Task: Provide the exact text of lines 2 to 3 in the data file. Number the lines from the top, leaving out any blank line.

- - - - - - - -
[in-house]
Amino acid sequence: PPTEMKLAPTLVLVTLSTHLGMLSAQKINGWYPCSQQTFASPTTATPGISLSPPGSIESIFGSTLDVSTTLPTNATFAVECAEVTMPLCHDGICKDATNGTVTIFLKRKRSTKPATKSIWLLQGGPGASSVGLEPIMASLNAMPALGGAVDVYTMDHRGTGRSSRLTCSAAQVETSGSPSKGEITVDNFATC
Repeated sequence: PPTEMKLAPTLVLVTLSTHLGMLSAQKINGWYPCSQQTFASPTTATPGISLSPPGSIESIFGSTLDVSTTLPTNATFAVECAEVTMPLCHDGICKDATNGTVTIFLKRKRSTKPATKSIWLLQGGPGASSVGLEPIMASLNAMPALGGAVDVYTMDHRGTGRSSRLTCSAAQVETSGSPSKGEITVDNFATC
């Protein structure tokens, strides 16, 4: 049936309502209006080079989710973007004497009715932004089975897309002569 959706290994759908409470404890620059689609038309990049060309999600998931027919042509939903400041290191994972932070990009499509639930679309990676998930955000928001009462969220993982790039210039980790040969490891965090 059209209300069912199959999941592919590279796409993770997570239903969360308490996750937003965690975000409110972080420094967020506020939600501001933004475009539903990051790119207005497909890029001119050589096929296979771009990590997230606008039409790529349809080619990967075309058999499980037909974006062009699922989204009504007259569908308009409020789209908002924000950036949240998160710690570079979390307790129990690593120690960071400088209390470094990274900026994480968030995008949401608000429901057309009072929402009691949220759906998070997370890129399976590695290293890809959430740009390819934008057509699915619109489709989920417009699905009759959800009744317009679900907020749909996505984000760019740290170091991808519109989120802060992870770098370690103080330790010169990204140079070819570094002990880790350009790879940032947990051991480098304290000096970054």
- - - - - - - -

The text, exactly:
Amino acid sequence: PPTEMKLAPTLVLVTLSTHLGMLSAQKINGWYPCSQQTFASPTTATPGISLSPPGSIESIFGSTLDVSTTLPTNATFAVECAEVTMPLCHDGICKDATNGTVTIFLKRKRSTKPATKSIWLLQGGPGASSVGLEPIMASLNAMPALGGAVDVYTMDHRGTGRSSRLTCSAAQVETSGSPSKGEITVDNFATC
Repeated sequence: PPTEMKLAPTLVLVTLSTHLGMLSAQKINGWYPCSQQTFASPTTATPGISLSPPGSIESIFGSTLDVSTTLPTNATFAVECAEVTMPLCHDGICKDATNGTVTIFLKRKRSTKPATKSIWLLQGGPGASSVGLEPIMASLNAMPALGGAVDVYTMDHRGTGRSSRLTCSAAQVETSGSPSKGEITVDNFATC